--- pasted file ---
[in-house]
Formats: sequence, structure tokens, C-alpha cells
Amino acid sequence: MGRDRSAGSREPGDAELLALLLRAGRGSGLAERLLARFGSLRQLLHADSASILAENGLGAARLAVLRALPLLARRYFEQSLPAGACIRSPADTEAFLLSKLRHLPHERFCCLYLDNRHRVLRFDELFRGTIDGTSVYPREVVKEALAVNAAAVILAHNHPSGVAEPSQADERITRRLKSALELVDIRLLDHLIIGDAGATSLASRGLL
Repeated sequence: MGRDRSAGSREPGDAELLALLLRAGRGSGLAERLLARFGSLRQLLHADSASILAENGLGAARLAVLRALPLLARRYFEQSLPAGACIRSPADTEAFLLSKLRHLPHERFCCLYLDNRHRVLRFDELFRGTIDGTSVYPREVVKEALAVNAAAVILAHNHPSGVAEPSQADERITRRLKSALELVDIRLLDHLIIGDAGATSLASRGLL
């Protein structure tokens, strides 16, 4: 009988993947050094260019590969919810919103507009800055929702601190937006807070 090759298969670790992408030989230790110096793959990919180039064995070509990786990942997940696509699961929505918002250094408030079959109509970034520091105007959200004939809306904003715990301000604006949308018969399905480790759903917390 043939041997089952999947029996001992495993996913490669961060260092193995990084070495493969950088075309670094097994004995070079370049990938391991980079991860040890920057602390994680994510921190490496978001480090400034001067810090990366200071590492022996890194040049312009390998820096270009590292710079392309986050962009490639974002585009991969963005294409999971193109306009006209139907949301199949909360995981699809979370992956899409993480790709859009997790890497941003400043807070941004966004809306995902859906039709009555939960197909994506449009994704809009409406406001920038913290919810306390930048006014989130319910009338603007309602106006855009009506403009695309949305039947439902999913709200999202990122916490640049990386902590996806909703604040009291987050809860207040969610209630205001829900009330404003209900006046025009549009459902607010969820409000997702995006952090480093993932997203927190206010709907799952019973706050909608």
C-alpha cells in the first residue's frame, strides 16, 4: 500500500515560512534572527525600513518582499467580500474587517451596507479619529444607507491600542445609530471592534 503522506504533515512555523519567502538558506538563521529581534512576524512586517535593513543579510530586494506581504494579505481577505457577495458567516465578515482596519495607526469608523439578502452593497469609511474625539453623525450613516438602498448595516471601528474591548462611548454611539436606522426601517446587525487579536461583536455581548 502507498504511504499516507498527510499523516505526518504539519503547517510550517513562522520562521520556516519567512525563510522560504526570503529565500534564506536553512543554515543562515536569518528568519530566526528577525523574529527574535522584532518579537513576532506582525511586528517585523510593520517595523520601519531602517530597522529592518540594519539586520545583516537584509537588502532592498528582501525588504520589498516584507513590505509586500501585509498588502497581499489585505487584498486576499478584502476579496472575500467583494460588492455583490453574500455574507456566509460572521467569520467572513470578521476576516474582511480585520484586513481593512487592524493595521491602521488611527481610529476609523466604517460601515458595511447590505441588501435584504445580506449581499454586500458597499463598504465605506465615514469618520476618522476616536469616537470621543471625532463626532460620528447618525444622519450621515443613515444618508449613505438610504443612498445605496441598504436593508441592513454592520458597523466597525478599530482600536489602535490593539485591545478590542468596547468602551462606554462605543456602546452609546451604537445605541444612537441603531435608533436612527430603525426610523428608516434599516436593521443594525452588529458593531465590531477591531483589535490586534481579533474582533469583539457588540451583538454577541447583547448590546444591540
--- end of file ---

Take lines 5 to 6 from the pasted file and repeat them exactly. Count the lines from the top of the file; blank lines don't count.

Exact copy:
């Protein structure tokens, strides 16, 4: 009988993947050094260019590969919810919103507009800055929702601190937006807070 090759298969670790992408030989230790110096793959990919180039064995070509990786990942997940696509699961929505918002250094408030079959109509970034520091105007959200004939809306904003715990301000604006949308018969399905480790759903917390 043939041997089952999947029996001992495993996913490669961060260092193995990084070495493969950088075309670094097994004995070079370049990938391991980079991860040890920057602390994680994510921190490496978001480090400034001067810090990366200071590492022996890194040049312009390998820096270009590292710079392309986050962009490639974002585009991969963005294409999971193109306009006209139907949301199949909360995981699809979370992956899409993480790709859009997790890497941003400043807070941004966004809306995902859906039709009555939960197909994506449009994704809009409406406001920038913290919810306390930048006014989130319910009338603007309602106006855009009506403009695309949305039947439902999913709200999202990122916490640049990386902590996806909703604040009291987050809860207040969610209630205001829900009330404003209900006046025009549009459902607010969820409000997702995006952090480093993932997203927190206010709907799952019973706050909608």
C-alpha cells in the first residue's frame, strides 16, 4: 500500500515560512534572527525600513518582499467580500474587517451596507479619529444607507491600542445609530471592534 503522506504533515512555523519567502538558506538563521529581534512576524512586517535593513543579510530586494506581504494579505481577505457577495458567516465578515482596519495607526469608523439578502452593497469609511474625539453623525450613516438602498448595516471601528474591548462611548454611539436606522426601517446587525487579536461583536455581548 502507498504511504499516507498527510499523516505526518504539519503547517510550517513562522520562521520556516519567512525563510522560504526570503529565500534564506536553512543554515543562515536569518528568519530566526528577525523574529527574535522584532518579537513576532506582525511586528517585523510593520517595523520601519531602517530597522529592518540594519539586520545583516537584509537588502532592498528582501525588504520589498516584507513590505509586500501585509498588502497581499489585505487584498486576499478584502476579496472575500467583494460588492455583490453574500455574507456566509460572521467569520467572513470578521476576516474582511480585520484586513481593512487592524493595521491602521488611527481610529476609523466604517460601515458595511447590505441588501435584504445580506449581499454586500458597499463598504465605506465615514469618520476618522476616536469616537470621543471625532463626532460620528447618525444622519450621515443613515444618508449613505438610504443612498445605496441598504436593508441592513454592520458597523466597525478599530482600536489602535490593539485591545478590542468596547468602551462606554462605543456602546452609546451604537445605541444612537441603531435608533436612527430603525426610523428608516434599516436593521443594525452588529458593531465590531477591531483589535490586534481579533474582533469583539457588540451583538454577541447583547448590546444591540